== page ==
The disciples just couldn’t imagine a way to feed the crowd with what was available…gave up right away in fact.  And when they balked at knowing how to handle things, Jesus probably rolled his eyes.  The disciples weren’t making any connections to their previous experiences.  Jesus had just sent them out on mission trips to the surrounding villages and territories.  There the disciples preached about the kingdom of God.  They healed the sick and cast out demons in the name of Jesus.  They in fact learned first-hand the power of Jesus’ name and the remarkable things that were possible.  But now, presented with the daunting task of feeding a large crowd, the disciples were ready to fold up their tent and go home.  They had raised the white flag.  They had declared openly to Jesus that there wasn’t enough…that they didn’t think feeding such a large group of people was possible.

          Jesus, on the other hand, showed compassion for the crowd.  He had spent most of that day teaching and ministering to their needs…healing them, encouraging them…and now it was time to feed them.  But rather than keeping his disciples from participating in this moment, Jesus chose to include them in the miracle he was about to perform.  He told the disciples to get everyone comfortable.  It took a while but they got everyone settled on the ground.  They split this large group into about a hundred or so smaller groups.  Then, in front of everyone gathered there that day, Jesus took the food that was available, five loaves of bread and two fish that a young boy had offered, and he gave thanks to God.  He took the ordinary things in life in their scarcity and transformed them into God’s generosity.  The outcome was this:  everyone ate and had enough.  That would be remarkable in and of itself but there were twelve baskets of leftovers when people had finished!

          We seem to easily fall into the trap of scarcity even today…unwilling or unable to see the abundance around us.  Instead noticing only the scarcity.  Several years ago, I came across a video on the internet called “Celebrate what’s right with the world.”  The title itself shares a certain similarity with the tension between scarcity and abundance.  The man who narrated this video was Dewitt Jones, a former photographer for National Geographic Magazine.  He said that job changed his life.  Celebrate what’s right with the world is the vison of National Geographic.  That’s what they told him each time they sent him somewhere to take pictures.  And, simply put, if you expect to find what’s right with the world, it appears!  In this video, Dewitt Jones talks about the difference between what National Geographic expected and everything we are exposed to from childhood.  Eat or be eaten.  My win is your loss.  Second place is the first loser.  These things show us a world built only on fear, scarcity, and competition.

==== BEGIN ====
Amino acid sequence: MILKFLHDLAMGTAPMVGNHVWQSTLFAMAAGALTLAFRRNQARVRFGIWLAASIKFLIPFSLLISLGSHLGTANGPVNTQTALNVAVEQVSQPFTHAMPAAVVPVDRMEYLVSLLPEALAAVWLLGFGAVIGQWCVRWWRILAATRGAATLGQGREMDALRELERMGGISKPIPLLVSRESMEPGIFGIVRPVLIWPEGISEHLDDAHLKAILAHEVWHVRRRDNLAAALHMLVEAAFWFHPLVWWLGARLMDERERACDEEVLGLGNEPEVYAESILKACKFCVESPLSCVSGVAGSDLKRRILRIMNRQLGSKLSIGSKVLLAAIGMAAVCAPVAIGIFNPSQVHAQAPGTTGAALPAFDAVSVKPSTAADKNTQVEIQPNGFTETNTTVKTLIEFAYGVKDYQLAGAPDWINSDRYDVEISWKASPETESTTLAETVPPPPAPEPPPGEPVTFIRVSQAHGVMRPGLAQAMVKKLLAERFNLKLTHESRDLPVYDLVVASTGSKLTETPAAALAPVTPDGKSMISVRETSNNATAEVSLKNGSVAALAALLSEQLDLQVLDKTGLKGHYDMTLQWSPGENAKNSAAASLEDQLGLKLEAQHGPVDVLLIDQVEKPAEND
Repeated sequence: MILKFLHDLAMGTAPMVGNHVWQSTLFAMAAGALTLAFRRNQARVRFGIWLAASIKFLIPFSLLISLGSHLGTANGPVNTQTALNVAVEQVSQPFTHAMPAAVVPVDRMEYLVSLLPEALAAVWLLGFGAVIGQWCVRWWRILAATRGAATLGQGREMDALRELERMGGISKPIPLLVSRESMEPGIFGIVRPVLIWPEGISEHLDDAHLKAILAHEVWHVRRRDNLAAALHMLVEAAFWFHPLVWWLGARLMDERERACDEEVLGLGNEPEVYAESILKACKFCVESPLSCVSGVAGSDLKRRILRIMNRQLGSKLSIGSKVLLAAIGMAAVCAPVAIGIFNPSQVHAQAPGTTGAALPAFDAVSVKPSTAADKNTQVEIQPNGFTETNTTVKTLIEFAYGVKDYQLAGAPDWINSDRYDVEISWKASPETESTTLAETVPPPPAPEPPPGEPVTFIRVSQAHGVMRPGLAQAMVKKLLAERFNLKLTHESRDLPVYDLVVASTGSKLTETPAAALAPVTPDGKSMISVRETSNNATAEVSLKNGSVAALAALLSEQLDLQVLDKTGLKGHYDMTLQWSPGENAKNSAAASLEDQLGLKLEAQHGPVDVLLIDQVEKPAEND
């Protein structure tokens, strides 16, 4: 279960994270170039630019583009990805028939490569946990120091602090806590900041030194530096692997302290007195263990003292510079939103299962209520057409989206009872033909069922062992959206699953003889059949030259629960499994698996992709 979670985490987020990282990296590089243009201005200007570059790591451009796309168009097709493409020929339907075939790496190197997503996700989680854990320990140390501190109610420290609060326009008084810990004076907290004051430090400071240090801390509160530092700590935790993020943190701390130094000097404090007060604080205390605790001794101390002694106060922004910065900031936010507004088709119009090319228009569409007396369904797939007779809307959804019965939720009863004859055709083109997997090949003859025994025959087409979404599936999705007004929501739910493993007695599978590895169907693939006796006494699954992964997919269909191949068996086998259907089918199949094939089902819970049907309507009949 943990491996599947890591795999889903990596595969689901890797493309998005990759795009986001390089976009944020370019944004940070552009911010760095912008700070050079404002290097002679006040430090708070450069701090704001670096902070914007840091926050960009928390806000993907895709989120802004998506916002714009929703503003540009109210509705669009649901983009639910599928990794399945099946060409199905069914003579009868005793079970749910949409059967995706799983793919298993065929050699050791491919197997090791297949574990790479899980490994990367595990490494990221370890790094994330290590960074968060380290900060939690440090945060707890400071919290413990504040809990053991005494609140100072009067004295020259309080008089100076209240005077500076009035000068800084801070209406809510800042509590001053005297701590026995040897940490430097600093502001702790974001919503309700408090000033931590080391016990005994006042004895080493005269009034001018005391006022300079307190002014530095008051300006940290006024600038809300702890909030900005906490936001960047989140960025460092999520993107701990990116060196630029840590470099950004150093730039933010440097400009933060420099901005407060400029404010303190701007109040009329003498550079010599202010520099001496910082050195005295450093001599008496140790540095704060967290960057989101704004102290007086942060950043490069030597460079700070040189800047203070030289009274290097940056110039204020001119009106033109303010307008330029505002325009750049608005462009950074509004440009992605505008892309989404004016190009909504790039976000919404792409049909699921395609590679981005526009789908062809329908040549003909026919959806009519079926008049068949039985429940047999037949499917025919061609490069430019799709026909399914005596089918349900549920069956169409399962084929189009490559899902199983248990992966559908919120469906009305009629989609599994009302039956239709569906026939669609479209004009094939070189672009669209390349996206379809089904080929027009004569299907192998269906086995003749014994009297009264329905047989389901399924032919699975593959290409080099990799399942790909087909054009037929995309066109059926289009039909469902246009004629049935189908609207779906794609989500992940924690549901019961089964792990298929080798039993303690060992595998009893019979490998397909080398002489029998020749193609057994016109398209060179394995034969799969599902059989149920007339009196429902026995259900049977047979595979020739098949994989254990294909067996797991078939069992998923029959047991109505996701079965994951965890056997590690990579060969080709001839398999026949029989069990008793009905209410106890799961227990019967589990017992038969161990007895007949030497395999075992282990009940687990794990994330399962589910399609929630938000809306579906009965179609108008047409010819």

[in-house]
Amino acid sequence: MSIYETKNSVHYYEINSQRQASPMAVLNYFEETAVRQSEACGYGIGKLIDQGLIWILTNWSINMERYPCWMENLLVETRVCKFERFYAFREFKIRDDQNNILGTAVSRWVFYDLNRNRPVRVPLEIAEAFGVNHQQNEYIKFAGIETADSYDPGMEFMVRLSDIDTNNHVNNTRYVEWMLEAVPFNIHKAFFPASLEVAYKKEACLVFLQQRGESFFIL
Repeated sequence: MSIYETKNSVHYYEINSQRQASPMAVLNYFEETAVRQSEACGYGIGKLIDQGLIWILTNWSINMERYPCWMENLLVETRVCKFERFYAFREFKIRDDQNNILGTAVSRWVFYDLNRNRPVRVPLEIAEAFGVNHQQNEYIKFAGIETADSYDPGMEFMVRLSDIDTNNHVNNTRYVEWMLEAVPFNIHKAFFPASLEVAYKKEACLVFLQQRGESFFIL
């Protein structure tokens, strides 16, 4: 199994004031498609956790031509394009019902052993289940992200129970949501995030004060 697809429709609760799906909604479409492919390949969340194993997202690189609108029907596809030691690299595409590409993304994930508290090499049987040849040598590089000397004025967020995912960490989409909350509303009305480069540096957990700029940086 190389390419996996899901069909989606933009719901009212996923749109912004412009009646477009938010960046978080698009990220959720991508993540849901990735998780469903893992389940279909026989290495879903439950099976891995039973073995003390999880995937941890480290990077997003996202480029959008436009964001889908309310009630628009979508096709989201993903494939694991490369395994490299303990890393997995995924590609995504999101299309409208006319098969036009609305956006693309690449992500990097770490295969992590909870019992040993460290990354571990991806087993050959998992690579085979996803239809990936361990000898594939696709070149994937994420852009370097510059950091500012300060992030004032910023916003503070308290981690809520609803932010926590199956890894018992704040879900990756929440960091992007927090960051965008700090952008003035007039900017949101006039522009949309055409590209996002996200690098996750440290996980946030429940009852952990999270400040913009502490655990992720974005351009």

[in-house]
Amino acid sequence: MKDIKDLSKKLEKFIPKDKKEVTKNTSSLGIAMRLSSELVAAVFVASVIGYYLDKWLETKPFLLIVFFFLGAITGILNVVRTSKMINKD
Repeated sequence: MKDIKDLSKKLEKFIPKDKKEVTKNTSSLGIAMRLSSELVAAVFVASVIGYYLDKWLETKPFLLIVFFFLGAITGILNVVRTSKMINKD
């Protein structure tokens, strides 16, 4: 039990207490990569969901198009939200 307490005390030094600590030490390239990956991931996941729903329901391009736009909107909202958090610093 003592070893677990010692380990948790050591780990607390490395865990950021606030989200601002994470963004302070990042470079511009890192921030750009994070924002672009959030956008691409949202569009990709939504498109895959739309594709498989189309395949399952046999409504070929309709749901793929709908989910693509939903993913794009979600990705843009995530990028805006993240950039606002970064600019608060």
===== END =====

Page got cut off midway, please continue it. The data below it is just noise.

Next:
What he found in nature though…in direct contrast to what the world would have us believe, is that there is incredible beauty everywhere if you’re open enough to see it…if you’re willing to see the abundance of beauty in nature.  And something he said in this short video really drives that point home for me.  He said, “Nature never stood in front of a forest and said, ‘There’s only one great photograph here.  One photographer will find it and the rest will be hopeless losers.’”  Not at all!  Nature asks, “How many rolls of film have you got?  I’ll fill them all up with layers of beauty and possibility beyond what you can imagine.  There is abundance in nature.  There is abundance in our lives too.

          What we’ve heard this morning is a brief history of scarcity and abundance.  Adam and Eve lived in abundance but managed to turn it into scarcity.  Jesus was confronted with scarcity and turned it back into abundance.  Something else that Dewitt Joes said was this:  “Our vision controls our reality.”  So be glad that God created us to live in abundance and don’t believe it every time the world tries to frighten us into thinking we don’t have enough…or that we’ll never have enough.  Trust God to provide everything we need in abundance.  For that…and for so much more…thanks be to God!